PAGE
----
CAUSES OF BEING "STRESSED"
FEARS and ANXIETIES
These lists may help you identify what is causing your dog to show the symptoms of being FASEDUP or stressed. They are not definitive lists - just suggestions - as each dog is unique and has its own levels of what it can tolerate and what it cannot. This is NOT a criticism of how you look after your dog, but merely a list of possible causes that the handler should think about and manage to help the dog to lower its long-term stress levels.
As the Memory section of this website explains, dogs can become fearful or anxious for a variety of different reasons. Some are the result of under socialisation as a puppy (or too much stimulation, which is just as harmful). Others happen because what one dog perceives as a threat is ignored by another, while some fears and anxieties happen due to unforeseen accidents or circumstances which can happen to any animal or human as they go though life. Here are examples of some triggers that can make dogs fearful or anxious -
- Sudden, loud and unexpected noises. A dog's
senses are all the more acute and heightened when
a dog is FASEDUP and stressed and makes them more reactive to sudden noises.
However, once the dog's long-term stress levels are reduced the dog is more
able to cope with these sudden noises and can recover quickly from the experience.
Some examples of sudden noises are -
- aircraft flying low overhead
- a vehicle backfiring
- an air balloon flying overhead and its burners switched on
- bird scarers
- kites fluttering overhead
- flocks of birds suddenly taking off
- thunder or lightning
- strong winds rattling windows, doors, overhead branches etc
- a child's balloon bursting
- Christmas crackers
- children suddenly shouting, screaming, banging on fences, going past on roller skates or skate boards
- people shouting or being aggressive without warning
- public address systems (particularly those that are loud and very close to vehicles with dogs inside - the sound echoing inside the vehicle and the sound vibrations produced from the tannoys can be very unpleasant for a dog that is inside).
- Open spaces - eg. Nowhere for the dog to
hide, relieve itself, "read the newspaper" and relax away from prying eyes, particularly
if there are other dogs or humans nearby.
- On a lead - Unable to perform calming signals with other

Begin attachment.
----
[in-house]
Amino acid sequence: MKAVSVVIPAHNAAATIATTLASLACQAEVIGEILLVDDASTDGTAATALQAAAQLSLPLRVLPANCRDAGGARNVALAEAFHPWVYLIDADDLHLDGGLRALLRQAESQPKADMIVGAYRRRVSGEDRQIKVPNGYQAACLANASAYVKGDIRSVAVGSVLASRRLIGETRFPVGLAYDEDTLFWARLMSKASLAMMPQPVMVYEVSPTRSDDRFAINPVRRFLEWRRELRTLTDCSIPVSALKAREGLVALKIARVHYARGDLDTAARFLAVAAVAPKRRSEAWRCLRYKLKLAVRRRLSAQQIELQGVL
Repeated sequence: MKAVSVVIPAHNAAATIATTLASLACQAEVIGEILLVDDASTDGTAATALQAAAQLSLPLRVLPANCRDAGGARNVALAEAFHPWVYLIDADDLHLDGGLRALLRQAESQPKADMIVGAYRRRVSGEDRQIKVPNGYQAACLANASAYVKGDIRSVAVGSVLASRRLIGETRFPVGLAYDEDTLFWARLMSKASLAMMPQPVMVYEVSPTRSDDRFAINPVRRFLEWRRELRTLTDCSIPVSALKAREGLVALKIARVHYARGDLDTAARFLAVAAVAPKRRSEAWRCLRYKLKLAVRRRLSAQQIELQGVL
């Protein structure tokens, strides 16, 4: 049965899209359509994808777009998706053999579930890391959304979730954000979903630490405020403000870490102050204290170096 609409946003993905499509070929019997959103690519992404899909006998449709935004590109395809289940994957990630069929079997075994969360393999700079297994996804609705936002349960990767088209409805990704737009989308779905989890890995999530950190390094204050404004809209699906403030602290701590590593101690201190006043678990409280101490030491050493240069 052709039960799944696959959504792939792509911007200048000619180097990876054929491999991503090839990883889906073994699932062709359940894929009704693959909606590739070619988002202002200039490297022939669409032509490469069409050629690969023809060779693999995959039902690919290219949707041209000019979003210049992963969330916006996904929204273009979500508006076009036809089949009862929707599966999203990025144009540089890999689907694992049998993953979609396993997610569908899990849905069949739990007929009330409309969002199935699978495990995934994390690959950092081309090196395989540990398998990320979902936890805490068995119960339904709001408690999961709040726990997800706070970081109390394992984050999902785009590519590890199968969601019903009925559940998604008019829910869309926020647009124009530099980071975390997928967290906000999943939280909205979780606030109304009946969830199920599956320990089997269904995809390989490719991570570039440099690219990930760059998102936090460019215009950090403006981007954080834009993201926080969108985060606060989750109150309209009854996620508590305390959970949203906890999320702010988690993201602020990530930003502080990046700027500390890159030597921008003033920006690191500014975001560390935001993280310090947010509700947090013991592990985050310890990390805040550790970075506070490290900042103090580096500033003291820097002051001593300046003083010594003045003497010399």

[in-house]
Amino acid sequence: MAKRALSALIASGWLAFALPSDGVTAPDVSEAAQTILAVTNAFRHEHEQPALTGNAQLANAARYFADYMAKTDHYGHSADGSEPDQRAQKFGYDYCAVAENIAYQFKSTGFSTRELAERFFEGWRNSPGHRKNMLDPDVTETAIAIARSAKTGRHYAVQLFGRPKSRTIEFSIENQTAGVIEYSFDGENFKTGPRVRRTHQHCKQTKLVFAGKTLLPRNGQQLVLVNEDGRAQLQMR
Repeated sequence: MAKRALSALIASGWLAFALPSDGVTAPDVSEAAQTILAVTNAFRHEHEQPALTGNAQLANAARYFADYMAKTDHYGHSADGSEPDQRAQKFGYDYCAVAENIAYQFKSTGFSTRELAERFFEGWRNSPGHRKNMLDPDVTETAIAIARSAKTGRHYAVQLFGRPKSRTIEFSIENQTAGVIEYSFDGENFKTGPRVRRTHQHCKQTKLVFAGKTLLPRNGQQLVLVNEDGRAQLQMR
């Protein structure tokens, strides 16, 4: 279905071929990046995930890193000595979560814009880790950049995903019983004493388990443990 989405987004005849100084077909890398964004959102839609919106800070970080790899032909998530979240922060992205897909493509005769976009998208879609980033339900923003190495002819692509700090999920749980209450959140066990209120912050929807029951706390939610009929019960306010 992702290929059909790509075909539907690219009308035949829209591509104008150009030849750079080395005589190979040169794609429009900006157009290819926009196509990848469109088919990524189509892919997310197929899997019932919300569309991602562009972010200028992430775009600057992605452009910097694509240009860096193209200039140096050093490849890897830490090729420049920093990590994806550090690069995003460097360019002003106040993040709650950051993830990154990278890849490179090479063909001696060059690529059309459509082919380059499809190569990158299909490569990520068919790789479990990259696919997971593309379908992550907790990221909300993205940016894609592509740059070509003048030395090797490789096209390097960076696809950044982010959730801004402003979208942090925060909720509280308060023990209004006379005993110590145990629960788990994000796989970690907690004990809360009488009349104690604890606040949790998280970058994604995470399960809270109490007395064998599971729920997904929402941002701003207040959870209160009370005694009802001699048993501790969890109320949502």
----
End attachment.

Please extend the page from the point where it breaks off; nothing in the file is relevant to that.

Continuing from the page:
dogs or people because of the restrictions of being on a lead (especially
when wearing a collar or an "anti-pulling device" on its head). Also unable
to escape situations due to being restricted by a
lead. Both these situations can result in the dog coping by resorting
to aggressive/fearful behaviour such as lunging, barking, or cowering
in abject submission.
- Unable to escape from situations it finds
frightening or stressful such as enclosed spaces. For instance
- an indoor training venue with only limited space to wait or queue and not enough room to do "polite" calming signals to other dogs
- unable to go through a door because the "threat" is blocking its path
- being cornered under furniture, or (even worse) in its own rest area such as its car cage or bed - either by humans, by another dog from its pack, or a strange dog.
- being exercised in a badly designed hydrotherapy pool
- Traveling from its breeder (ie. Leaving its
mother & litter mates) or the rescue centre. This vehicle can become a
very frightening place as this is where it has a "bad" experience.
- Paws not on the ground (eg Puppies being held and passed
around). It is extremely stressful for dogs not to have all four paws on the
ground as they have no chance to escape a situation and must resort to aggression
to resolve the situation.
- Forced into encounters with other dogs and
people before it is ready to do so. Watch your dog's calming signals and wait
for it to relax and become more confident. Walking on a lead often prevents
dogs from using calming signals or escaping so the dog becomes fearful and
aggressive to compensate. It feels there is "no hope".
- Too little socialisation too late or Too much socialisation too soon. There are a number of good web sites and books that give ideas on how to introduce a puppy or rehomed dog to a new environment. However, be very careful not to over stimulate or over power the dog with too many experiences, or for too long a period of time. Trust your instincts and watch your dog's reactions and manage the situation so that it does not build up unpleasant environmental photos.